Clover down on ‘constrained environment’

SOUTH AFRICA – Dairy products group Clover, which is trading under a cautionary announcement, sees opportunities for consolidation in the sector as the weak consumer environment offers limited growth opportunities.

“I think this market is ripe now for consolidation,” CEO Johann Vorster said on Tuesday, adding that Clover was assessing opportunities in SA and other regional countries such as Angola and Mozambique.

Clover Industries said that the 21% fall in its profit to R189m for the year ended June reflected a “constrained operating environment in which the full recovery of higher input costs could not immediately be passed on to consumers”.

The company’s share price closed 5.07% lower at R17.80 on Tuesday.

Among the drivers of input costs was a roughly R50m increase in the costs of raw milk as shortages fuelled competition for it.

Clover had to “defend our position” and retain suppliers.

Milk prices paid to producers increased by about 15% between February and April, Mr Vorster said.

“I’m confident though that the recent downward pressure on international oil and grain prices as well as the stabilising of raw milk supply will enable us to claw back some of these costs while growing market share and sales volumes.”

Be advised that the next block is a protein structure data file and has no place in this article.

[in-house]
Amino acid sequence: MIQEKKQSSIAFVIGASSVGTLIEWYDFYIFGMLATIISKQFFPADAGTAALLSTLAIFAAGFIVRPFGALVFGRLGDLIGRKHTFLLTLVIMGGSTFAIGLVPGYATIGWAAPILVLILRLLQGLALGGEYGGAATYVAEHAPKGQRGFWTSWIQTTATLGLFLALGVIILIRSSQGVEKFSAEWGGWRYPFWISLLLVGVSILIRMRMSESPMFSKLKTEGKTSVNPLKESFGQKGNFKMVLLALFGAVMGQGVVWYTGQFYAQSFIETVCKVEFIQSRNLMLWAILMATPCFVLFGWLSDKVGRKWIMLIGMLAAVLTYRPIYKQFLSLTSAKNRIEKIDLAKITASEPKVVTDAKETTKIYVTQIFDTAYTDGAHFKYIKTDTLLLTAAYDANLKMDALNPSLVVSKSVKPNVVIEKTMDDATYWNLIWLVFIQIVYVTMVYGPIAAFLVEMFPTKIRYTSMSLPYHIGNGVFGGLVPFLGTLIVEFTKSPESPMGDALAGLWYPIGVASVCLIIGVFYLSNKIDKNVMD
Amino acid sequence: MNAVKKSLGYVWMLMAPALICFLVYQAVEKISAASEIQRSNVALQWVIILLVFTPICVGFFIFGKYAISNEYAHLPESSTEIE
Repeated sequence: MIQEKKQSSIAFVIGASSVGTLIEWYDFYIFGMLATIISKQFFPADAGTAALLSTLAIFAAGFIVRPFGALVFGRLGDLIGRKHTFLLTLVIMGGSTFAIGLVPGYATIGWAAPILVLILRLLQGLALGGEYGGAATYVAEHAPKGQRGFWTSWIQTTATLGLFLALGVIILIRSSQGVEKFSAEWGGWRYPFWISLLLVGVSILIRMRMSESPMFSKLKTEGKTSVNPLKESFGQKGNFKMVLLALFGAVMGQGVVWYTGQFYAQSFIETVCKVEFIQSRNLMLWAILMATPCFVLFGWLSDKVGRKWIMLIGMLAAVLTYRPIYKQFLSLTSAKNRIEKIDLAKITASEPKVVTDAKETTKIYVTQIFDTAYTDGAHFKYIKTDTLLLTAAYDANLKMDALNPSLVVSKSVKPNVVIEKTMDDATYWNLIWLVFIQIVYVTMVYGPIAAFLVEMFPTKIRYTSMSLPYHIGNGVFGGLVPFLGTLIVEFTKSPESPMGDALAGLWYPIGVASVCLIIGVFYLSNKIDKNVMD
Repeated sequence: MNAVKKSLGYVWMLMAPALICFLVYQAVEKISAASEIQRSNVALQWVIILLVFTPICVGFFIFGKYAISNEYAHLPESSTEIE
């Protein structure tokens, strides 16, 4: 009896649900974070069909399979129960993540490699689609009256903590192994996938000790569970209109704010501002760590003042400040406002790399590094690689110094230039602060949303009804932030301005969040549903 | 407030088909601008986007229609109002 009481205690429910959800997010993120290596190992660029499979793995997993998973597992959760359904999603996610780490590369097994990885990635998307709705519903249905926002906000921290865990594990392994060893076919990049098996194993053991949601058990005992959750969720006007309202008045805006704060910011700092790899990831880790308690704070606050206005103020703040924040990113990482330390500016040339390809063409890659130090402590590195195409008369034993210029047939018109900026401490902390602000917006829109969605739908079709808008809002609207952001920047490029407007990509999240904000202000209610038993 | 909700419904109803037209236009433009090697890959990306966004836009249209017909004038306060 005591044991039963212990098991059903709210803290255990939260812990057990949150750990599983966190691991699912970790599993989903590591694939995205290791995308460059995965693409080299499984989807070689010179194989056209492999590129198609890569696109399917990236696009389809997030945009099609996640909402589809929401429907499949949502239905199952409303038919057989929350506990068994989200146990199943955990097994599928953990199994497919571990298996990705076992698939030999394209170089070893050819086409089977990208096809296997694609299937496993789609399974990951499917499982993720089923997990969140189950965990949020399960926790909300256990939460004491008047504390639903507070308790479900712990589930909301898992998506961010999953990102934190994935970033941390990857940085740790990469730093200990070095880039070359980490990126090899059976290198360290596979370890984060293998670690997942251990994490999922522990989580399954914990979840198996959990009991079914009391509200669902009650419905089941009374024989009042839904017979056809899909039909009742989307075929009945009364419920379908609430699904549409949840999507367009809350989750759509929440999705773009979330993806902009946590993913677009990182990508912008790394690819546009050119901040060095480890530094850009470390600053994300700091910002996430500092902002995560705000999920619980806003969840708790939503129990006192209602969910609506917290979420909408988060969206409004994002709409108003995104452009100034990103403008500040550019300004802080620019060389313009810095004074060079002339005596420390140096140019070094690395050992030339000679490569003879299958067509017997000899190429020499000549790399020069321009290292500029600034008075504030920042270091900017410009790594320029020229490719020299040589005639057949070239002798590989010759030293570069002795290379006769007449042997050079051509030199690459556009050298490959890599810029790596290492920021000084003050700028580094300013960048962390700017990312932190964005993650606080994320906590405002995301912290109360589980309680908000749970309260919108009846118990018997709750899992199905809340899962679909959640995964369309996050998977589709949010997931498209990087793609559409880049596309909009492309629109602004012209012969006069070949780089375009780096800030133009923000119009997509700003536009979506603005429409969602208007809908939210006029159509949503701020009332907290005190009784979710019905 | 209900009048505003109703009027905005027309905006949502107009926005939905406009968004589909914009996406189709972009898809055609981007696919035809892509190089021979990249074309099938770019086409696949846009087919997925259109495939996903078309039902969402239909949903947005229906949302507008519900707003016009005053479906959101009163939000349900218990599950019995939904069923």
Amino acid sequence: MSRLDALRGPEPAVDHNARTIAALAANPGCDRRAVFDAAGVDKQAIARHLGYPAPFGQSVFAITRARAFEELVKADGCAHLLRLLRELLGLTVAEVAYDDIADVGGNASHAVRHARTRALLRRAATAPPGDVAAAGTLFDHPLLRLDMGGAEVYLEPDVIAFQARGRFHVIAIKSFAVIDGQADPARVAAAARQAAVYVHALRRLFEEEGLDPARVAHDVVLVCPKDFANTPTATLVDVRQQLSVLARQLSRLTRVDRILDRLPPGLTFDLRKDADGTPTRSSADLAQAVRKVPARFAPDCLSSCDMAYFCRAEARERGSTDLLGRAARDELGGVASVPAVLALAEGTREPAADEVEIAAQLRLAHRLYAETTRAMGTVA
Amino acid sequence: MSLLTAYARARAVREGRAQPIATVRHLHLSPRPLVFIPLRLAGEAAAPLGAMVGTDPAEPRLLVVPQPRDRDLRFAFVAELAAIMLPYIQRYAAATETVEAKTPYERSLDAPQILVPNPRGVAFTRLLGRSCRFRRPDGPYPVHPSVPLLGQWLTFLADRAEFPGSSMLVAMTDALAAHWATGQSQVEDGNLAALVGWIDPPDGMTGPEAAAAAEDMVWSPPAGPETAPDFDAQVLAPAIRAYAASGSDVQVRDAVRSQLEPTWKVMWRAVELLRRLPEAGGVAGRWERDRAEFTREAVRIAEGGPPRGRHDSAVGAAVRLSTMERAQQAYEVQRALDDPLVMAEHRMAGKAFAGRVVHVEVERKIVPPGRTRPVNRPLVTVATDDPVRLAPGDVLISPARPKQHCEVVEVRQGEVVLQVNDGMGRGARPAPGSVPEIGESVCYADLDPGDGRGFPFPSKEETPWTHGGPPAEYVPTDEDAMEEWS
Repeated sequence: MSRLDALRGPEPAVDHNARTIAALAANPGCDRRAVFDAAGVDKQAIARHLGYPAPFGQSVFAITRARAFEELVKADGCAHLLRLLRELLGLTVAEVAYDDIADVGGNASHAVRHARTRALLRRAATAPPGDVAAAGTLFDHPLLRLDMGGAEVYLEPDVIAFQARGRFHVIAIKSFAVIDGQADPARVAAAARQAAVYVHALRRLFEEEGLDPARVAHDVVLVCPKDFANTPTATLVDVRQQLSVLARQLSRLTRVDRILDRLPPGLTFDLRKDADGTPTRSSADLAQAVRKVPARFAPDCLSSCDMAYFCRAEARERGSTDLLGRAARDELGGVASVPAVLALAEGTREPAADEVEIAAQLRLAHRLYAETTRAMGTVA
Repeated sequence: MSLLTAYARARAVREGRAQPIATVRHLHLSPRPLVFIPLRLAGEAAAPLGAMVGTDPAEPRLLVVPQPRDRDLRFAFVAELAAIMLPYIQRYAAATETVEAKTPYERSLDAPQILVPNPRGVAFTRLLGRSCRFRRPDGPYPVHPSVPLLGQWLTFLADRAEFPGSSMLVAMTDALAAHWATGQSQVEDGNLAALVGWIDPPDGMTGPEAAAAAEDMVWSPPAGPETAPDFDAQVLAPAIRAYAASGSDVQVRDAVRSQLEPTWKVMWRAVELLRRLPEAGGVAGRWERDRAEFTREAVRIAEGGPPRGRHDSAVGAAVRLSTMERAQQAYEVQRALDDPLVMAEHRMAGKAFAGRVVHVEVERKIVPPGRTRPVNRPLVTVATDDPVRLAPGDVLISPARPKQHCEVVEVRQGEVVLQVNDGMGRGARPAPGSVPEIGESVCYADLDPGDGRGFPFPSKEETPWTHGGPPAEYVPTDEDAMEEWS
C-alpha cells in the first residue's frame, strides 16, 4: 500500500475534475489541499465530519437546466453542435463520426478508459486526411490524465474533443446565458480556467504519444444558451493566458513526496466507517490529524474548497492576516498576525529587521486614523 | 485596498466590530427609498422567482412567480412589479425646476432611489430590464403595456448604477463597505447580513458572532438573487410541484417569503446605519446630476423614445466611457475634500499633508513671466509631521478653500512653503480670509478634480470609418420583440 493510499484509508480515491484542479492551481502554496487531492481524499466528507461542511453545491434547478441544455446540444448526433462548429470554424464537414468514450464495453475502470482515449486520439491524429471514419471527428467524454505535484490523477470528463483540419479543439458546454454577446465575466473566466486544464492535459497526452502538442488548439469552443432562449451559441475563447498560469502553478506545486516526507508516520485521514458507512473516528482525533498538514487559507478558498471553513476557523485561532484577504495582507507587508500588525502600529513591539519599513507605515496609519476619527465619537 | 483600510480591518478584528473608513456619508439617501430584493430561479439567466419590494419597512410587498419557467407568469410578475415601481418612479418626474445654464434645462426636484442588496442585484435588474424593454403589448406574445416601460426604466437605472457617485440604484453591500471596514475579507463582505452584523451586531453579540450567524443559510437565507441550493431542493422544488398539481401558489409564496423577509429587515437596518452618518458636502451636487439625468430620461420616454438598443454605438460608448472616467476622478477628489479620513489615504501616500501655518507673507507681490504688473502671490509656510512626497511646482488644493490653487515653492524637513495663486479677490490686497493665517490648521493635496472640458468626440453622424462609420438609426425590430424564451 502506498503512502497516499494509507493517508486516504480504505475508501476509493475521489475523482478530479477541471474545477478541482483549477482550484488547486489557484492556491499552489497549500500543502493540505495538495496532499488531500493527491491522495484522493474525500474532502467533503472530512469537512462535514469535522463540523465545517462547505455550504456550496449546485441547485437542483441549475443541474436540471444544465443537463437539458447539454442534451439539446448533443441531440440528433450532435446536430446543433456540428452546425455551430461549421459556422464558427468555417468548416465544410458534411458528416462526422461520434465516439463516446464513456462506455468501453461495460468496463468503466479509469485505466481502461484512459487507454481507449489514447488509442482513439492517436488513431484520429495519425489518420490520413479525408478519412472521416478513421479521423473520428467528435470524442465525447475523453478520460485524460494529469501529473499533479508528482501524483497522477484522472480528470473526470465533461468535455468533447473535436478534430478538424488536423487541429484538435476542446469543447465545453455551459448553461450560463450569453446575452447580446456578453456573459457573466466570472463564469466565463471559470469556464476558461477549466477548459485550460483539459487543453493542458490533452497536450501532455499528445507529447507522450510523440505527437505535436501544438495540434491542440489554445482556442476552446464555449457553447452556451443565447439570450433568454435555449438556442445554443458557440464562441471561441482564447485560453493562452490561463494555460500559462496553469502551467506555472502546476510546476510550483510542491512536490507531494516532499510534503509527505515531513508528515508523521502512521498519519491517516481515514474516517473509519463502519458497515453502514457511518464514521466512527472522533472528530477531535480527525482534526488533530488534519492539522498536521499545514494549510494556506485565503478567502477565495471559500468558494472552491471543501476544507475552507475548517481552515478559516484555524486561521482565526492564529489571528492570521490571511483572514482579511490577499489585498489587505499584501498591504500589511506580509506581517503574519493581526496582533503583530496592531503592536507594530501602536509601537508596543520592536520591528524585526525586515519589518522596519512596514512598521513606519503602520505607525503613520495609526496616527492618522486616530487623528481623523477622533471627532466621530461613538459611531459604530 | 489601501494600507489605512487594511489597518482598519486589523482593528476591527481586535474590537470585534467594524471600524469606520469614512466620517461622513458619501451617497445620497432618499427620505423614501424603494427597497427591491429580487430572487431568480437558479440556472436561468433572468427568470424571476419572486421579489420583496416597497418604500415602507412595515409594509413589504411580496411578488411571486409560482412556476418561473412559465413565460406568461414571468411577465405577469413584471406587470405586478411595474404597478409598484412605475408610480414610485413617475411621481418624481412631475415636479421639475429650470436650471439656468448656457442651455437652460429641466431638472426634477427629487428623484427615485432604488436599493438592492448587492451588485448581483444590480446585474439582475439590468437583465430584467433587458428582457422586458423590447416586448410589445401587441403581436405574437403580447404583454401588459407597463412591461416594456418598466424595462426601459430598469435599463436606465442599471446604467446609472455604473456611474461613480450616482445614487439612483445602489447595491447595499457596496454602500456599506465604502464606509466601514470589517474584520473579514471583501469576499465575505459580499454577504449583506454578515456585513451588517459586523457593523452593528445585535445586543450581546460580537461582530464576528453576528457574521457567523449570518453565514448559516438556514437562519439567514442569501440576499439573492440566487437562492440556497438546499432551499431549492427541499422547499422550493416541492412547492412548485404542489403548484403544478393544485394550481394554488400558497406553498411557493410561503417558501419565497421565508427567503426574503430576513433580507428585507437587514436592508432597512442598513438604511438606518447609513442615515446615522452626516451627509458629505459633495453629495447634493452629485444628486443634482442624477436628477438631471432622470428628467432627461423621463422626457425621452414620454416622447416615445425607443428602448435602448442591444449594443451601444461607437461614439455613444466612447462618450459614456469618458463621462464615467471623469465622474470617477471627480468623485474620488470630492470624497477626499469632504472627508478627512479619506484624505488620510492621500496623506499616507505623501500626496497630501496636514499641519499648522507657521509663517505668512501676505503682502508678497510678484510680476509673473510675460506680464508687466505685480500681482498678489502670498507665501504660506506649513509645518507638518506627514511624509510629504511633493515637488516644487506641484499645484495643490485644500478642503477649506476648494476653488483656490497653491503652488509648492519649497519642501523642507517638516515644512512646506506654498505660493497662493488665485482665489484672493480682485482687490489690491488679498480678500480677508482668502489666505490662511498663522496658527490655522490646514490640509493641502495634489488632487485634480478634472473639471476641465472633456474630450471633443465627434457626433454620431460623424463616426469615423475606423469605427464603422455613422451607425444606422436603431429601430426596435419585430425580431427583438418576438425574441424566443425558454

Mr Vorster said he was “satisfied” with Clover’s recent achievements, including the conclusion of capital investment project Cielo Blu, raising prices paid to farmers to ensure sustainability of supply, and increasing its own product prices at the end of the financial year.

It had also bought DairyBelle’s yoghurt and ultra-high-temperature milk businesses, giving it access to these higher-margin products from January next year.

Mr Vorster said Clover could bolster any part of its supply chain in the industry’s consolidation, including milk production, procurement and merchandising for third parties, and acquiring new products.

The company was looking domestically, and in Mozambique, Angola and Kenya despite competition and challenges with procurement in the country. In Nigeria, where Clover sells only its Tropika beverage brand, the next step would be for the company to manufacture its own product in-country.

Vunani Securities analyst Anthony Clark speculated recently that Clover’s latest cautionary could relate to a possible buyout of Quality Beverages. Quality Beverages is owned by Bowler Metcalf, which is also trading under a cautionary.

September 17, 2014; http://www.bdlive.co.za/business/retail/2014/09/17/clover-down-on-constrained-environment

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